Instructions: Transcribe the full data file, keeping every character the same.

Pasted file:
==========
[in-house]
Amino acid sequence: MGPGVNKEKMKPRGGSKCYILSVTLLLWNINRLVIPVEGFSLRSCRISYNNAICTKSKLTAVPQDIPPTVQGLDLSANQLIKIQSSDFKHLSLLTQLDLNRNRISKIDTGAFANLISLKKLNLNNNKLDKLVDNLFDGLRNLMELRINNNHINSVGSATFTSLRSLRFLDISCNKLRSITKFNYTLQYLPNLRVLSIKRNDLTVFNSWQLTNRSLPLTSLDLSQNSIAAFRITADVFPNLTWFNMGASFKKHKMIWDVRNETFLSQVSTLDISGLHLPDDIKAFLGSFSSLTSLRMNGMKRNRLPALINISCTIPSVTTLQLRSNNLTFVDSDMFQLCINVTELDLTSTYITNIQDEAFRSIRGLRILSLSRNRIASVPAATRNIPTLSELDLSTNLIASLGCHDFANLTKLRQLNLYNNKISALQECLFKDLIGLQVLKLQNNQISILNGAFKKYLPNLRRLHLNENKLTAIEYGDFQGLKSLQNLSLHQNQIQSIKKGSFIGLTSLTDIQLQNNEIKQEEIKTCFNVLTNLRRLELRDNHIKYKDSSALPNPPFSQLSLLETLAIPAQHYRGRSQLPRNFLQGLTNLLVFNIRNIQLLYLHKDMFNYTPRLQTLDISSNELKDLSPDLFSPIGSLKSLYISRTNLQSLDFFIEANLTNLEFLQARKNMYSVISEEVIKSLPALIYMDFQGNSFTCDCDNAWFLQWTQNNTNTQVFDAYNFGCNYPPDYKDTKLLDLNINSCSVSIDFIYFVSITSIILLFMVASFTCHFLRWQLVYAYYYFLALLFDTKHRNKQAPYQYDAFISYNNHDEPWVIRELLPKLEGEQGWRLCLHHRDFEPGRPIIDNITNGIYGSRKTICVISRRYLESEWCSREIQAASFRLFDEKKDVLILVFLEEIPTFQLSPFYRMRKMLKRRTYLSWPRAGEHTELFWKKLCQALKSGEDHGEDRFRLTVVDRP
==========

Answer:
[in-house]
Amino acid sequence: MGPGVNKEKMKPRGGSKCYILSVTLLLWNINRLVIPVEGFSLRSCRISYNNAICTKSKLTAVPQDIPPTVQGLDLSANQLIKIQSSDFKHLSLLTQLDLNRNRISKIDTGAFANLISLKKLNLNNNKLDKLVDNLFDGLRNLMELRINNNHINSVGSATFTSLRSLRFLDISCNKLRSITKFNYTLQYLPNLRVLSIKRNDLTVFNSWQLTNRSLPLTSLDLSQNSIAAFRITADVFPNLTWFNMGASFKKHKMIWDVRNETFLSQVSTLDISGLHLPDDIKAFLGSFSSLTSLRMNGMKRNRLPALINISCTIPSVTTLQLRSNNLTFVDSDMFQLCINVTELDLTSTYITNIQDEAFRSIRGLRILSLSRNRIASVPAATRNIPTLSELDLSTNLIASLGCHDFANLTKLRQLNLYNNKISALQECLFKDLIGLQVLKLQNNQISILNGAFKKYLPNLRRLHLNENKLTAIEYGDFQGLKSLQNLSLHQNQIQSIKKGSFIGLTSLTDIQLQNNEIKQEEIKTCFNVLTNLRRLELRDNHIKYKDSSALPNPPFSQLSLLETLAIPAQHYRGRSQLPRNFLQGLTNLLVFNIRNIQLLYLHKDMFNYTPRLQTLDISSNELKDLSPDLFSPIGSLKSLYISRTNLQSLDFFIEANLTNLEFLQARKNMYSVISEEVIKSLPALIYMDFQGNSFTCDCDNAWFLQWTQNNTNTQVFDAYNFGCNYPPDYKDTKLLDLNINSCSVSIDFIYFVSITSIILLFMVASFTCHFLRWQLVYAYYYFLALLFDTKHRNKQAPYQYDAFISYNNHDEPWVIRELLPKLEGEQGWRLCLHHRDFEPGRPIIDNITNGIYGSRKTICVISRRYLESEWCSREIQAASFRLFDEKKDVLILVFLEEIPTFQLSPFYRMRKMLKRRTYLSWPRAGEHTELFWKKLCQALKSGEDHGEDRFRLTVVDRP